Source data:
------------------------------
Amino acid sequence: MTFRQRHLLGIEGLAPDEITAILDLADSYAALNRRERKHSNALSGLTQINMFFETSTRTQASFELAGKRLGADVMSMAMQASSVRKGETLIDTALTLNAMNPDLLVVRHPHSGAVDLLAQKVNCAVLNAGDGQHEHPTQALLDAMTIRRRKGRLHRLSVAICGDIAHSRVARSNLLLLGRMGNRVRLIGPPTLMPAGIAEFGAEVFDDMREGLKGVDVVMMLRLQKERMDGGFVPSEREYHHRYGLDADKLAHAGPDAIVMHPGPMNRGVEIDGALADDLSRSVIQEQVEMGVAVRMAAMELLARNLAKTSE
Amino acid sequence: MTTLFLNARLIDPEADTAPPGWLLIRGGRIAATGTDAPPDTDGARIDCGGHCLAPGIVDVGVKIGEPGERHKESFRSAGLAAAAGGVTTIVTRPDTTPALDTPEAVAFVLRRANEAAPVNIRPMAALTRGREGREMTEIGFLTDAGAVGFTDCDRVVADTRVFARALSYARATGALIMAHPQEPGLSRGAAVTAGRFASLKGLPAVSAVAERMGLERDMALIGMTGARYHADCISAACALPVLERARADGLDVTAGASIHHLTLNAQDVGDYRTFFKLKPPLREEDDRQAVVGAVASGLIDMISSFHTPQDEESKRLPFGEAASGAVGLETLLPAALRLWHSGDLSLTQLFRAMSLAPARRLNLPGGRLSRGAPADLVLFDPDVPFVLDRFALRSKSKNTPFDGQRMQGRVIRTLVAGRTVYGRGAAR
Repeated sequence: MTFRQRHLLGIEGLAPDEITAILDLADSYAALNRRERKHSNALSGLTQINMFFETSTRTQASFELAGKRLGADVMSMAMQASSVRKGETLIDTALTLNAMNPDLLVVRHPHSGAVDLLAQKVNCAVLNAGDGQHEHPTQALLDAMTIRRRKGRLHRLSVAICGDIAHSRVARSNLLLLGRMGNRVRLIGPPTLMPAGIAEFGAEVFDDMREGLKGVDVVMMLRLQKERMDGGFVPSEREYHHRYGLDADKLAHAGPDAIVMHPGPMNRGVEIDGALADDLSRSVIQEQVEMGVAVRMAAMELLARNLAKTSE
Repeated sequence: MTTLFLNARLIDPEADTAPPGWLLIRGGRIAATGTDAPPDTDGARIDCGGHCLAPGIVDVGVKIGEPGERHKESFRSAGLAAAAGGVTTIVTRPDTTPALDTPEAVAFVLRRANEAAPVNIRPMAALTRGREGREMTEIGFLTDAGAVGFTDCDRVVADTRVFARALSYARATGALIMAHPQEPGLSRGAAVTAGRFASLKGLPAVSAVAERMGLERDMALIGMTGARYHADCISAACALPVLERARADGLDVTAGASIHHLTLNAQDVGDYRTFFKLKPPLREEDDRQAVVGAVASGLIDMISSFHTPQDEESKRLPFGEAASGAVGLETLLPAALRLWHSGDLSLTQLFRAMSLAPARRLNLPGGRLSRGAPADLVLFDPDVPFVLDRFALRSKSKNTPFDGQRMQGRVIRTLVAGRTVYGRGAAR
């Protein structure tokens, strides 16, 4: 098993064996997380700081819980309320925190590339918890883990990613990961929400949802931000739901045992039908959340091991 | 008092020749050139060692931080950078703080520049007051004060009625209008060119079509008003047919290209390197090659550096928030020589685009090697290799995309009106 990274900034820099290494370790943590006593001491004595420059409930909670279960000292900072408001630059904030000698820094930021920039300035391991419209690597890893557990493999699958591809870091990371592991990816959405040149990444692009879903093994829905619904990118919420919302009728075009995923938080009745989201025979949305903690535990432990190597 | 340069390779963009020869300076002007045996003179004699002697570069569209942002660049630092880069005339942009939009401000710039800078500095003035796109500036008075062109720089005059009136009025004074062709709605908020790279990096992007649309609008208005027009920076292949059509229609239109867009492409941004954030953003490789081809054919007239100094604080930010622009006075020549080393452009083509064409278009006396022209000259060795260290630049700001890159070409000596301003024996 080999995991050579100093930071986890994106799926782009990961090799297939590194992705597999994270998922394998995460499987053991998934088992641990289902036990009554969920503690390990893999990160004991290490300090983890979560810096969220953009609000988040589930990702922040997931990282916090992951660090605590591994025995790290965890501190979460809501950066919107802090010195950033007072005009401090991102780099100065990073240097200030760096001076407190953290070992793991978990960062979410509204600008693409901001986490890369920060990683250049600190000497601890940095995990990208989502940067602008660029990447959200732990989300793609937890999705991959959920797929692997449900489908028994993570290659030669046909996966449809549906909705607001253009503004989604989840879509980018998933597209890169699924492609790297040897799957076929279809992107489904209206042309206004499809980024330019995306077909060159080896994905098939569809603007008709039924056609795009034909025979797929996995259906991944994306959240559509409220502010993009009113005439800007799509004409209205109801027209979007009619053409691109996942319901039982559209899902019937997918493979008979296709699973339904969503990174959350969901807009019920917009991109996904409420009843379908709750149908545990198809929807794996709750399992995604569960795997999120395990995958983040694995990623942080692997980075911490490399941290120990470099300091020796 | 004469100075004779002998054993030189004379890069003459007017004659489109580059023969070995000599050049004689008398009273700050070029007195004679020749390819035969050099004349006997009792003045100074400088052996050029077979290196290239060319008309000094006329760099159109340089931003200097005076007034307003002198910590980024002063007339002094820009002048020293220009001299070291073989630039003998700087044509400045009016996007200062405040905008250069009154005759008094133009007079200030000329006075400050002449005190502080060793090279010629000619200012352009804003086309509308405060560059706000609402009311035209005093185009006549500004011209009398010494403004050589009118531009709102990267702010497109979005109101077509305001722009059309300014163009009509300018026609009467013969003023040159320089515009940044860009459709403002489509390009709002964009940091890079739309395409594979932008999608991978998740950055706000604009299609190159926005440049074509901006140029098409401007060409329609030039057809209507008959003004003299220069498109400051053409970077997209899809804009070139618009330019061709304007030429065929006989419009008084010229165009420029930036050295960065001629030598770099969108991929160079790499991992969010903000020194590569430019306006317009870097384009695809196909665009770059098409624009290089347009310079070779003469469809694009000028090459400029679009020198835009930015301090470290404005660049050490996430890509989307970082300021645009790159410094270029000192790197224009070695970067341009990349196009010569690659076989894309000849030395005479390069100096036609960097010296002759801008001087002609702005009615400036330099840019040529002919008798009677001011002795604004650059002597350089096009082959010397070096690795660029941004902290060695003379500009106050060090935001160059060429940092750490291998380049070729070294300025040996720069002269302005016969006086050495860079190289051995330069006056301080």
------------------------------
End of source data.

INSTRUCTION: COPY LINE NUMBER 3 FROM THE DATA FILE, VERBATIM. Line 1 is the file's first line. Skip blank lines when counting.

Repeated sequence: MTFRQRHLLGIEGLAPDEITAILDLADSYAALNRRERKHSNALSGLTQINMFFETSTRTQASFELAGKRLGADVMSMAMQASSVRKGETLIDTALTLNAMNPDLLVVRHPHSGAVDLLAQKVNCAVLNAGDGQHEHPTQALLDAMTIRRRKGRLHRLSVAICGDIAHSRVARSNLLLLGRMGNRVRLIGPPTLMPAGIAEFGAEVFDDMREGLKGVDVVMMLRLQKERMDGGFVPSEREYHHRYGLDADKLAHAGPDAIVMHPGPMNRGVEIDGALADDLSRSVIQEQVEMGVAVRMAAMELLARNLAKTSE